Rodriguez was bypassed for promotions she had been promised when she worked in Bergstrum AFB in Austin. She was only paid to be a secretary, but took on the responsibility of an equal employment opportunity coordinator in exchange for a future promotion and more money. Rodriguez never moved up at Bergstrom because she took her added responsibility too seriously, she said.

"I think I made a lot of waves while I was at Bergstrom. I was their advocate," said Rodriguez of the minority veterans she served.

The personnel director cringed every time he saw her coming down the hallway to his office because of the confrontations they would sometimes have, she said. For example, when a group of minority veterans working at the base called Rodriguez and let her know they were about to get laid off, she took action.

"All I cared about were those Vets," she said. "They go to war, they fight for you and they get nothing but a reduction in force?"

There were several non-veteran Anglos at the base who weren’t in danger of losing their jobs, Rodriguez said, so she made the march over to the personnel director's office.

"Look, I think it's your duty to do something about this," said Rodriguez, in her encounter with her supervisor. "You better start checking around the base and seeing all those non-veterans that are holding jobs. They're the ones that should be laid off. If you don't do this, I'm gonna do something about it. ... I'm gonna go to the paper, the Green Berets, tell the whole world what you're doing to these Vets."

"I tell you. Those slips were taken back," she added, her eyes widening.

"I didn't get ahead very much, but at least I got it off my chest. I let them know," she said of her decision to speak out instead of keep quiet.

Despite her belief that minorities still suffer from discrimination, Rodriguez noted that they don't tolerate as much as they used to.

"A lot of poor people back then weren't educated. They were afraid of stuttering, getting laughed at. They couldn't express themselves clearly and they were timid. That's why I was glad (to do it)," she said, "Even if it was a hardship."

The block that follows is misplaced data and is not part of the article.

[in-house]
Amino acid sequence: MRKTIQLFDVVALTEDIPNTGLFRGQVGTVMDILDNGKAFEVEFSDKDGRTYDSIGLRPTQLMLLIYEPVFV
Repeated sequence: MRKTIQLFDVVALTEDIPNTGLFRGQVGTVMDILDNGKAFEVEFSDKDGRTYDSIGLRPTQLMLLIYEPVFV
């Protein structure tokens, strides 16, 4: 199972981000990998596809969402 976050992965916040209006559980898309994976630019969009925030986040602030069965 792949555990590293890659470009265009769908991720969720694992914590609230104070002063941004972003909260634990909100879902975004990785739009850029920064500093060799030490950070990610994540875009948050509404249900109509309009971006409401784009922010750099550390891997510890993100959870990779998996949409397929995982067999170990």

Rodriguez now lives comfortably in a two-story pink-brick house with green shutters in South Austin. Big band music, to which she and her husband, WWII veteran Benito Rodriguez, enjoy listening, emanates from a black jam box, filling the photo-laden house with wartime tunes.

"Sometimes we'll get in the kitchen and dance to it." said Rodriguez, adding that ballroom dancing is a favorite pastime for her and Ben.

Back when Rodriguez worked at Blackland Airforce Base, she vowed never to get married until she earned enough money to buy her parents a new house. Within about two years, she had enough money to buy them a wood-framed four-bedroom house. The house, which her son Rudy now owns, cost $3,500 when she paid for it in 1945, she said.

Both of Rodriguez's parents were Mexican immigrants. Her father, who had a sixth-grade education and knew little English, worked odd jobs until he landed one with the Lone Star Gas Company in Waco, where he labored as a pipe fitter for more than 40 years, Rodriguez said. She was the second of nine children, all of whom started working at a young age.

"I had to work all my life," she said. "I was always the bread winner."

Her three brothers grew up shining shoes and delivering the newspaper, she recalled. Rodriguez, an honors student, got her first job at school, helping a teacher grade class work. At the same time, she worked as a maid for a local Anglo woman in exchange for free piano lessons from her boss' daughter.

Rodriguez used to play the piano frequently at St. Francis, her family's church. Later on, she often played for veterans at the Veterans Administration Recreation Center. There ware so many shell-shocked soldiers returned from the war, that the VA had to open another building in Waco to handle all of them, she said.

"A lot of the ones that were really, really bad had to be locked up," she recalled.

Rodriguez spent a lot of her time taking flowers to the wounded, often-downtrodden men at the facility's hospital, as well as organizing entertaining events for them.

"I found it very rewarding to do something for the boys. It's the least we could do," she said.

Mrs. Rodriguez was interviewed in Austin Texas, on May 10, 1999, by Ryan Bauer.